Sunday, January 11, 2015

The Last Gun Fight -- The Death of Ordinance Number 9 (Chapter Eight)

Written by Terry McGahey


Chapter Eight: Injustice

The following morning, I fed the horses and fired up my truck to head into town. I figured that the cat was let out of the bag anyway, so I might as well go get my mail and see for myself what the attitudes and temperaments in Tombstone were.

I was just about to drive away when Jack hollered from his shop, "Hey Terry! Are you going to town?"

I told him that I was going to pick up my mail, and asked if he wanted me to pick his up also. He replied "Nope, I’ll be right behind you in just a few minutes."

I tipped my hat, and just before I drove off, Jack hollered once more, "I hope you’re armed?"

Once again, I tipped my hat and nodded, "yes."

From that time forward, I quit carrying my .45 single action revolver and started carrying my .45 Colt automatic pistol with seven in the magazine, one in the chamber and cocked and locked. Hammer cocked with the safety on.

I also started carrying my .45-70 Marlin lever action rifle in my truck, also fully loaded. If these people, whoever they were, were going to play serious, then so be it. I would not get caught with my pants down again.

I was carrying my .45 auto concealed under my vest, which was illegal, but I figured that I would rather be caught with it than without it should there be another tight scrape in my future.

When I reached Tombstone, I parked on Fifth Street near the Old Miners Cafe which is no longer there, walked around the corner of Allen Street to the post office in mid block, also no longer there.

While doing so I met several folks who wanted to shake my hand, a few others who had grumbled something as I walked by, and one of the Wild Bunch members who angrily stated that I had bitten off more than I could chew, to which I promptly replied "Go to hell" as I just kept walking.

As I left the post office, Jack pulled up in his truck, and asked me if I would join him at the Legends Saloon for a cup of coffee after he got his mail.

While sitting at the bar in the Legends Saloon, several other people congratulated us on the lawsuit. It felt pretty good to be among friendly faces, even though they weren't going to be of any help. Jack told everyone what had happened the previous night at our place, but I don't think all of them believed us, nor did I care.

As we walked back to our trucks, I couldn't believe my eyes, my truck had been sandwiched in again and there was no way for me to get it out. Again, with Jacks help, we went from bar to bar and even to the Longhorn Restaurant, asking who owned the vehicles, but we had no luck.

There was no sense in reporting it to the marshal or his deputies, because I already knew what the response would be from them. I decided to just ride home with Jack, and once more about eight o’clock that evening we came back to town and my truck was free.

Several weeks had gone by, and other than a few words with some of the town's folks, things had been fairly quiet.

One morning about seven o’clock the phone rang. It was Ed, he asked me if I would pick up Jack and drive out to his house because he had something done to his property that he wanted us to take a look at it.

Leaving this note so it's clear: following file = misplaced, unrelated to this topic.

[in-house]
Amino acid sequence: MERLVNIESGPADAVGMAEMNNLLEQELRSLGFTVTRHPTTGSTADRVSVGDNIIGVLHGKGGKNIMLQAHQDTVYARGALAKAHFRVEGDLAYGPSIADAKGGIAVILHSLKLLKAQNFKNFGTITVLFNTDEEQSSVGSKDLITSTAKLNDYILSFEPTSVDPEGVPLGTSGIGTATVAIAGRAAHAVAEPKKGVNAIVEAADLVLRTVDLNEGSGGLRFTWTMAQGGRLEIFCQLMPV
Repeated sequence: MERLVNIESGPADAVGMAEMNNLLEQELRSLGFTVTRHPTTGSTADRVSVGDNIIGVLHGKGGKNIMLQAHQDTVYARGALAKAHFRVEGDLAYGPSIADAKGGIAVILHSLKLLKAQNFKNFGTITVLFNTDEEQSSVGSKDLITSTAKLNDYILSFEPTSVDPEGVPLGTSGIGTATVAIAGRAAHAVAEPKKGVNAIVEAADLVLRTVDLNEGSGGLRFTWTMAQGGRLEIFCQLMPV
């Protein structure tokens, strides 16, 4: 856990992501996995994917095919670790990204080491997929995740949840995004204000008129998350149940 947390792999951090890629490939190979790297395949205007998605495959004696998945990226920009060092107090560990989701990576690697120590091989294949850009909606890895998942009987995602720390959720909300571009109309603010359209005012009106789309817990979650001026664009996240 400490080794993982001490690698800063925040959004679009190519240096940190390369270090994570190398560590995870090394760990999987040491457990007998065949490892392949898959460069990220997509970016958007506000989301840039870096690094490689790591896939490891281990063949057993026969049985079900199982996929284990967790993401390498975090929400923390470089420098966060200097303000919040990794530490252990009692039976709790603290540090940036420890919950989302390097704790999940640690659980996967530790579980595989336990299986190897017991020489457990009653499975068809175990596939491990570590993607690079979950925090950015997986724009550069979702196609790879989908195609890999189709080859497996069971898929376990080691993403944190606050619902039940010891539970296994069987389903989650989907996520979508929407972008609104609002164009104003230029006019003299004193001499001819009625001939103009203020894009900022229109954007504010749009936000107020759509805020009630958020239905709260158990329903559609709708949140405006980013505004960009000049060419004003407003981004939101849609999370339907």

While driving over, Jack and I speculated on what may have been done. We thought maybe someone had vandalized his place. Ed lived in Holliday Estates, just a short distance past the Gleason turnoff on the left hand side of the road, which was on the opposite end of Tombstone from us, but still not very far away.

When we pulled into Ed’s driveway we couldn't believe what we were seeing. It looked as though a bomb had gone off!

The corner of his garage was smashed up. His pickup truck had heavy left front damage and was sitting almost completely sideways in his driveway, and his front porch was completely destroyed.

Ed had heard us as we pulled up, and was exiting through what was left of his front porch. Just as Jack and I stepped out of my pickup truck, Jack said, "What in the hell happened!" while I was surveying all of the damage in disbelief.

I looked at Ed, and asked, "Who did this?"

Ed invited us into his home, and began to tell us the story.

He and his wife were in bed, when shortly after midnight they were awakened by a loud crash which shook the home to its foundation.

Ed grabbed his robe and his .45 caliber colt revolver, and hurried to his front door. When he opened it he could not believe his eyes.

A young man sitting in a damaged pickup truck, which was high centered on the dirt divider which divided his property from the empty property next door, and he was trying to rock his truck back and forth with the engine screaming, the tires spinning and dirt flying, trying to get away.

Ed hurried over to the young man's pickup, yanked the door open, and stuck the gun in the young fellows face while telling him to shut off the engine, and said, "Don't move a muscle unless you want me to pull the damn trigger, and believe me asshole, I’m mad enough to do it!"

He then turned to his wife, who was now at the front door, and hollered, "Call the police!"

As I stated earlier, Ed lived in Holliday Estates, but his property was still within the city limits of Tombstone which meant that the Tombstone marshal’s office would handle the call.

When the Tombstone marshal’s deputy arrived, he questioned Ed and naturally the young man who was driving the pickup truck, who was one of the home-town boys, whose family being long time residents and business owners were considered part of the good old boy system in Tombstone.

The young man stated that he had swerved to miss a deer, even though Ed said that he was so drunk that he couldn't have hit his ass with both hands if his life had depended upon it.

The Tombstone deputy allowed the young man to call for a ride, and leave the scene without even administering a breathalyzer test. Ed was absolutely furious, and who could blame him?

Because of the inaction by the Tombstone marshal’s deputy, Ed had to have his own insurance company pay for the damage and it ended up costing him several thousand dollars out of his own pocked before it was over with.

Several days passed, and one morning while walking out to feed my horses, I noticed that they were running loose in the wash. I figured that they had broken down the gate or one section of the fence, but when I reached the pens I could see that the whole back side of the corrals near the wash had been torn down.

This damage could not have been done by the horses, only the two legged types of animal could have caused that type of damage.